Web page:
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Kimberly-Clark Ups Profit 64%, Reiterates Forecast For Year

The entrance sign to Kimberly-Clark Corporation world headquarters campus in Irving, Texas, Sunday, Jan. 22, 2006. Kimberly-Clark Corp., maker of Kleenex tissues and Scott paper towels, announced Tuesday, Jan. 24, 2006 that fourth-quarter earnings tumbled 17 percent as one-time costs cut into profits, offsetting higher revenue. Earnings fell to $371.1 million, or 79 cents per share, from $445.3 million, or 91 cents per share, a year ago. Sales edged up 3 percent to $4.01 billion from $3.9 billio
L.m. Otero
The entrance sign to Kimberly-Clark Corporation world headquarters campus in Irving, Texas, Sunday, Jan. 22, 2006. Kimberly-Clark Corp., maker of Kleenex tissues and Scott paper towels, announced Tuesday, Jan. 24, 2006 that fourth-quarter earnings tumbled 17 percent as one-time costs cut into profits, offsetting higher revenue. Earnings fell to $371.1 million, or 79 cents per share, from $445.3 million, or 91 cents per share, a year ago. Sales edged up 3 percent to $4.01 billion from $3.9 billio

Kimberly-Clark said that first-quarter profit jumped 64%, driven by growth in developing and emerging markets, and stood by its full-year profit view despite topping Wall Street's expectations as it faces higher fiber costs.

Profit was $452 million, or 98 cents a share, up from $275.1 million, or 60 cents a share, a year earlier.

Excluding items related to cost cutting plans and a restructuring announced in 2005, Kimberly-Clark earned $1.03 a share, up from 93 cents a share a year earlier.

The adjusted earnings topped analysts' average forecast of $1.01 a share, according to Thomson Financial. In March, Kimberly-Clark said such earnings should meet or top the high
end of a previous forecast of 99 cents to $1.01 a share.

During the quarter, the company spent $150 to repurchase about 2.2 million shares and the board approved an 8.2% dividend increase.

Chairman and Chief Executive Thomas Falk was asked during a conference call when Kimberly-Clark might think about doing something more aggressive with its balance sheet.

He said the company and board look at such things periodically. While looking at being more aggressive with the balance sheet "certainly" is a future opportunity, Falk had no announcements on any such plans today.

The board is set to meet later this week in conjunction with the company's annual shareholder meeting.

Sales Up, Forecast Maintained

Sales rose 7.8% to $4.39 billion, driven by developing and emerging markets, personal care products in North America and price increases. Sales rose about 5% excluding the impact of stronger foreign currencies.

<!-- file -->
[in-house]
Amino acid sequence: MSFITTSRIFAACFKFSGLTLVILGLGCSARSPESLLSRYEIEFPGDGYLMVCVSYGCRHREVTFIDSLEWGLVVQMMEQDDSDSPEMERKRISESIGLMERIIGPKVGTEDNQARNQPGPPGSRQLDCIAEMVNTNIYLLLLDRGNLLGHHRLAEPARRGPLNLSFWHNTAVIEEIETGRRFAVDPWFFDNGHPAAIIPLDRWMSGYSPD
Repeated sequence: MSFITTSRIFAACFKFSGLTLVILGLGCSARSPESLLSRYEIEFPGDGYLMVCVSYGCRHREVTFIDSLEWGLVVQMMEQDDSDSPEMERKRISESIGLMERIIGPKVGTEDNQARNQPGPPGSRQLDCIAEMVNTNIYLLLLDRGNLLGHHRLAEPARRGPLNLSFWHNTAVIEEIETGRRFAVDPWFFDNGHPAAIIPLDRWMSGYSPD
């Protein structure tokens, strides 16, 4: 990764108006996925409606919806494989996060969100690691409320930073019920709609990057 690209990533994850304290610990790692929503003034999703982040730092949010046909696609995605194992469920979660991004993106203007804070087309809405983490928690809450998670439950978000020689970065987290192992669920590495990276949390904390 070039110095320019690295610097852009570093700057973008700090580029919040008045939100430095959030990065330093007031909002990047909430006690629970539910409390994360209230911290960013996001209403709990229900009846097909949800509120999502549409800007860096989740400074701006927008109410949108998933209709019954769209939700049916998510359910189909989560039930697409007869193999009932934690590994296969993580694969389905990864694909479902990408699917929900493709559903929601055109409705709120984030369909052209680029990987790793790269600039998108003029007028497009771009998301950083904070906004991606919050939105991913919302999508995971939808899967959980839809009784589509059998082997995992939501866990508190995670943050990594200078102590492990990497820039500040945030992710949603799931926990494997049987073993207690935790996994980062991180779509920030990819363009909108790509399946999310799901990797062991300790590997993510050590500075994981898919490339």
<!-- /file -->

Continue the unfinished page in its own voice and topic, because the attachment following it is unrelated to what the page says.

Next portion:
Sales of personal care products rose 10.6% to $1.8 billion, driven by Huggies, but the company sold fewer Kotex feminine care products in North America. Sales of personal care products in developing and emerging markets jumped about 16%.

Sales of consumer tissue products such as Kleenex tissues, Cottonelle toilet paper and Scott paper towels rose 6.4% to $1.59 billion. In developing and emerging markets, consumer
tissue sales rose about 11%.

Kimberly-Clark said it still expects adjusted earnings of $4.10 to $4.20 a share this year. The analysts' average estimate is $4.21.

More expensive fiber is driving a higher level of inflation than Kimberly-Clark assumed coming into the year, but it expects to offset that pressure with strength in its business, Falk said.

"We think the company is being a little overly cautious about pulp costs, but this is probably the right thing," JP Morgan analyst John Faucher, who has a "neutral" rating on the shares, said in a research note.

During the call, Chief Financial Officer Mark Buthman said Kimberly-Clark absorbed $80 million in higher costs during the quarter, including nearly $60 million in higher fiber costs.

Kimberly-Clark is also spending more on marketing, with spending up almost $20 million in the quarter.

For the current second quarter, the Dallas-based company expects to earn $1.01 to $1.03 a share on an adjusted basis. Analysts, on average, call for a profit of $1.02 a share.

The shares hit a six-year high of $71.96 on Friday. The shares trade at about 15.8 times next year's expected earnings, while larger rival Procter & Gamble trades at about 18.4 times its expected 2008 profit, according to Reuters data.

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